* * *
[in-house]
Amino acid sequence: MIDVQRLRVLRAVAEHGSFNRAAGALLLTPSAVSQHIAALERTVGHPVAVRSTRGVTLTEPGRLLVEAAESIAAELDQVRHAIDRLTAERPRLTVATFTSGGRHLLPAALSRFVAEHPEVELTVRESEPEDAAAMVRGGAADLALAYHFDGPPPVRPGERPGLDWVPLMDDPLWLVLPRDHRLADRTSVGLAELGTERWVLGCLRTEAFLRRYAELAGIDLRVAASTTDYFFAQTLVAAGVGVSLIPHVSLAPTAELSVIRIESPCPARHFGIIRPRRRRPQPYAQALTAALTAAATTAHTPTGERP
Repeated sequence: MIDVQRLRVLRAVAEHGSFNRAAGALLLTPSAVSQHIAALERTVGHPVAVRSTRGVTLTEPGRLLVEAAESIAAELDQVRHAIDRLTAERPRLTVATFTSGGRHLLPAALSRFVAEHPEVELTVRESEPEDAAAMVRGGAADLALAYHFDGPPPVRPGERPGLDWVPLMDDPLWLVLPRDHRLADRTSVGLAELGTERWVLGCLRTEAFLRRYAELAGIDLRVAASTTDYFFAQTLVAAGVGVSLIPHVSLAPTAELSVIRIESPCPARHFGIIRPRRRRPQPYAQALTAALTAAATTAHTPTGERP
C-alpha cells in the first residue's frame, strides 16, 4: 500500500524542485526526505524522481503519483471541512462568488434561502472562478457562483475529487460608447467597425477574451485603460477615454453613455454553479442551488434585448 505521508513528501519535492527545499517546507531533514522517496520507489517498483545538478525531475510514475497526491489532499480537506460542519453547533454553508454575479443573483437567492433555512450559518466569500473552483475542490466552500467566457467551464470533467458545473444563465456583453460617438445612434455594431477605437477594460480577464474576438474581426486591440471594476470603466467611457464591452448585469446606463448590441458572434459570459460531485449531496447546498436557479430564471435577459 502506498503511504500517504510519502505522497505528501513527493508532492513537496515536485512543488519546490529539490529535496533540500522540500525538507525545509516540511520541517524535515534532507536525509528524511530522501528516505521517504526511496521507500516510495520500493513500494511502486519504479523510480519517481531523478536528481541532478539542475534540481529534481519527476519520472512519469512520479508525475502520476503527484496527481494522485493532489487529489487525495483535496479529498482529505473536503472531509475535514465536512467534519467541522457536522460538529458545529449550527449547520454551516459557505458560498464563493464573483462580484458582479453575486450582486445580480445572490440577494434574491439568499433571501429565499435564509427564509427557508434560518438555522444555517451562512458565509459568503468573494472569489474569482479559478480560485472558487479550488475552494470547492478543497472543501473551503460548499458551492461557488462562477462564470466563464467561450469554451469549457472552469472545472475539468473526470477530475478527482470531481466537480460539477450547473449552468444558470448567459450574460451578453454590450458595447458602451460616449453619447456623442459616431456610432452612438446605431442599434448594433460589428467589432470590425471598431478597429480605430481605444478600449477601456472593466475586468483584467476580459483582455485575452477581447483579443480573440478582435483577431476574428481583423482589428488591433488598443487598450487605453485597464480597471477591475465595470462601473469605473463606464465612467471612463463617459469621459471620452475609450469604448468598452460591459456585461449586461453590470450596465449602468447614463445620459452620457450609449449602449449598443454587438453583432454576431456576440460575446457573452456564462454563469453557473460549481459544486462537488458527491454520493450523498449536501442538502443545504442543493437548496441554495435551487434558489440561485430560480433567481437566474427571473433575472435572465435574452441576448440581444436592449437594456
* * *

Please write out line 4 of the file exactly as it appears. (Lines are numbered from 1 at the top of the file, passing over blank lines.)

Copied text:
C-alpha cells in the first residue's frame, strides 16, 4: 500500500524542485526526505524522481503519483471541512462568488434561502472562478457562483475529487460608447467597425477574451485603460477615454453613455454553479442551488434585448 505521508513528501519535492527545499517546507531533514522517496520507489517498483545538478525531475510514475497526491489532499480537506460542519453547533454553508454575479443573483437567492433555512450559518466569500473552483475542490466552500467566457467551464470533467458545473444563465456583453460617438445612434455594431477605437477594460480577464474576438474581426486591440471594476470603466467611457464591452448585469446606463448590441458572434459570459460531485449531496447546498436557479430564471435577459 502506498503511504500517504510519502505522497505528501513527493508532492513537496515536485512543488519546490529539490529535496533540500522540500525538507525545509516540511520541517524535515534532507536525509528524511530522501528516505521517504526511496521507500516510495520500493513500494511502486519504479523510480519517481531523478536528481541532478539542475534540481529534481519527476519520472512519469512520479508525475502520476503527484496527481494522485493532489487529489487525495483535496479529498482529505473536503472531509475535514465536512467534519467541522457536522460538529458545529449550527449547520454551516459557505458560498464563493464573483462580484458582479453575486450582486445580480445572490440577494434574491439568499433571501429565499435564509427564509427557508434560518438555522444555517451562512458565509459568503468573494472569489474569482479559478480560485472558487479550488475552494470547492478543497472543501473551503460548499458551492461557488462562477462564470466563464467561450469554451469549457472552469472545472475539468473526470477530475478527482470531481466537480460539477450547473449552468444558470448567459450574460451578453454590450458595447458602451460616449453619447456623442459616431456610432452612438446605431442599434448594433460589428467589432470590425471598431478597429480605430481605444478600449477601456472593466475586468483584467476580459483582455485575452477581447483579443480573440478582435483577431476574428481583423482589428488591433488598443487598450487605453485597464480597471477591475465595470462601473469605473463606464465612467471612463463617459469621459471620452475609450469604448468598452460591459456585461449586461453590470450596465449602468447614463445620459452620457450609449449602449449598443454587438453583432454576431456576440460575446457573452456564462454563469453557473460549481459544486462537488458527491454520493450523498449536501442538502443545504442543493437548496441554495435551487434558489440561485430560480433567481437566474427571473433575472435572465435574452441576448440581444436592449437594456